Lexi’s now two and Caroline, three. The glider is now a spot for reading while snuggling. It is something for the girls to fight over, giggle on, and hide under. And just the other day, for Caroline it became a “thinking chair.” I was trying to persuade her to get off of the rocker, find her princess underwear and put on, well, anything, so we could go down for breakfast when she said, “Just a minute, Mom, I need to think about something.” I was in Lexi’s room, wishing for a spare jaws-of-life so I could extricate “Pink Doggie” from her grasp long enough to put her strong little arms through her shirt sleeves.
Caroline said, “Mom? How do tattoos go away?” We’d gone to a fireman-themed birthday party the previous weekend, and both girls still had remnants of a red truck stamped on their right hands. I explained that her tattoo rubbed off and then went into a short vocabulary lesson comparing “permanent” to “impermanent,” and she seemed satisfied with the answer. “Mom? How does water move?” I went with the ice-atop-mountains approach, mentioning the word “gravity” just for kicks, wondering if what I had said was confusing or even wrong, but she gave me that one as well. “Mom, I’m going to think some more.”
Lexi has an old man laugh, like she’s been smoking for years, a sputtering engine. I had finished wrestling her into a clean diaper and outfit, and I had her in prime tickling position when Caroline asked from the other room, “Mom? How do we talk?” Little sister chuckled at me from her purple pillowed perspective.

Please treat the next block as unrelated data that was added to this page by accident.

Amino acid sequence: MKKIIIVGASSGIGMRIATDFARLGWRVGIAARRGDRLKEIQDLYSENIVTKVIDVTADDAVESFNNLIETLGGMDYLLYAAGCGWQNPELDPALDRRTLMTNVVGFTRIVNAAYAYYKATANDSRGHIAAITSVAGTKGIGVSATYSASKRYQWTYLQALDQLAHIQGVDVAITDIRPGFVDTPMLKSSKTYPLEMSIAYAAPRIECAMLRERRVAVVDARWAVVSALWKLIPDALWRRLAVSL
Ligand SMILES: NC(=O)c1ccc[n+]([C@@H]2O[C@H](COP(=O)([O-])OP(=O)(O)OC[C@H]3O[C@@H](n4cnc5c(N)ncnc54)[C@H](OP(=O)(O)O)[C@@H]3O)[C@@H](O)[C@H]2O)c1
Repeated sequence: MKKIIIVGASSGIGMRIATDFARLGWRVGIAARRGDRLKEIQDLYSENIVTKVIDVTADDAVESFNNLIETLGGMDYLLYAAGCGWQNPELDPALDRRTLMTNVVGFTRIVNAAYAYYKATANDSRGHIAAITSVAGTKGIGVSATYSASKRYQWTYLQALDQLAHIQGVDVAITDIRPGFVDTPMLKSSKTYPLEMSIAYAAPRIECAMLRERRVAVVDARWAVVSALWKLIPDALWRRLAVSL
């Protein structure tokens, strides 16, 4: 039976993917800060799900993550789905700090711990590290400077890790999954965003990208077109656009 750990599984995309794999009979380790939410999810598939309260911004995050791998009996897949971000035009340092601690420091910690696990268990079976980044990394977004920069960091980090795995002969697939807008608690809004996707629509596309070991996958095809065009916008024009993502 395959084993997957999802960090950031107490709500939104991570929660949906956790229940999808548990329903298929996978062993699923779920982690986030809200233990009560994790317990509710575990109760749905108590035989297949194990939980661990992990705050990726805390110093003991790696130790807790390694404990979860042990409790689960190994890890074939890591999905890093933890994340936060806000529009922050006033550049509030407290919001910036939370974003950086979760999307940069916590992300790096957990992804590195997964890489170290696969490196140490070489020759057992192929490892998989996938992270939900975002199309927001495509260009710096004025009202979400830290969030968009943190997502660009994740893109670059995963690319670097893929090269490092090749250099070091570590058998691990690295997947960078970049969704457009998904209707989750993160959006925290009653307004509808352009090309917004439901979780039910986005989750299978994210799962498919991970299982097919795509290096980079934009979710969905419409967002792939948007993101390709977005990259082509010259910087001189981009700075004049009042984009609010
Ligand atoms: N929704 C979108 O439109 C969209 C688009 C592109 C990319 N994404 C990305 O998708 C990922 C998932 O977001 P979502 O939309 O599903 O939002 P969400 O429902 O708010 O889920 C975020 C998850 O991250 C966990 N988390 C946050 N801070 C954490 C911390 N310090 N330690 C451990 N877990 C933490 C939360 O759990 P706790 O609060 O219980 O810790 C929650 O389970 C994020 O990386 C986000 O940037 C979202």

So it seems Caroline and I have entered a new phase. There’s a give and take that wasn’t there before, as I await her next question more and more eagerly, not even attempting to guess what will come next, but rather, taking life in from her funny little perspective. Though I will never know all of the answers, I am now going to be asked all of the questions. Every single one of them.
These days I do have the opportunity to sleep about eight hours a night. But, worries and questions branch and multiply like a family tree, now that the girls are getting older. It’s not just about feeding them every four hours; it’s about raising them. It’s about squashing bad manners, teaching concern for others. It’s about using good grammar, nurturing interests, providing safety, getting outside. And the irony is, as opposed to my teaching days, I’ve got nary a lesson planned. Each day in the classroom, I knew what I was doing. Each day in the home seems off-the-cuff and improvised. I ask big questions wanting big answers: How do I get my kids vaccinated if there’s no vaccine? When will I go back to work, and what will I do? Is Caroline sometimes shy because I’m overprotective? Do I give Lexi enough attention? Can I, please, keep them safe, forever?
The Phillies are down three games to one in the World Series. All I can do is watch them play. But it feels like the right thing to be doing, wine glass in hand, lucky blanket wrapped around my perennially cold feet. Though I have the opportunity to sleep eight hours a night, I’ve been depriving myself of it during the last few weeks, not because of parenting concerns swirling around in my head, but because of baseball. It’s been nice to shift focus. I still have questions and concerns as I sit there in front of the television—“Shane looks tense. Did Ryan touch the bag? How clutch is Jason Werth? (But why the facial hair?) Did that really just happen?” I am Caroline, blurting out what’s on my mind, commenting on the here and now—on what is right in front of me.
There may not be a lot I can do to save the Phillies, but I think I’ll have Dave bring down the glider tonight for Game 5. That chair’s brought us nothing but good fortune since we brought it home. I’ll just toss a red throw over it (to cover up the blue and white) and hope for the best.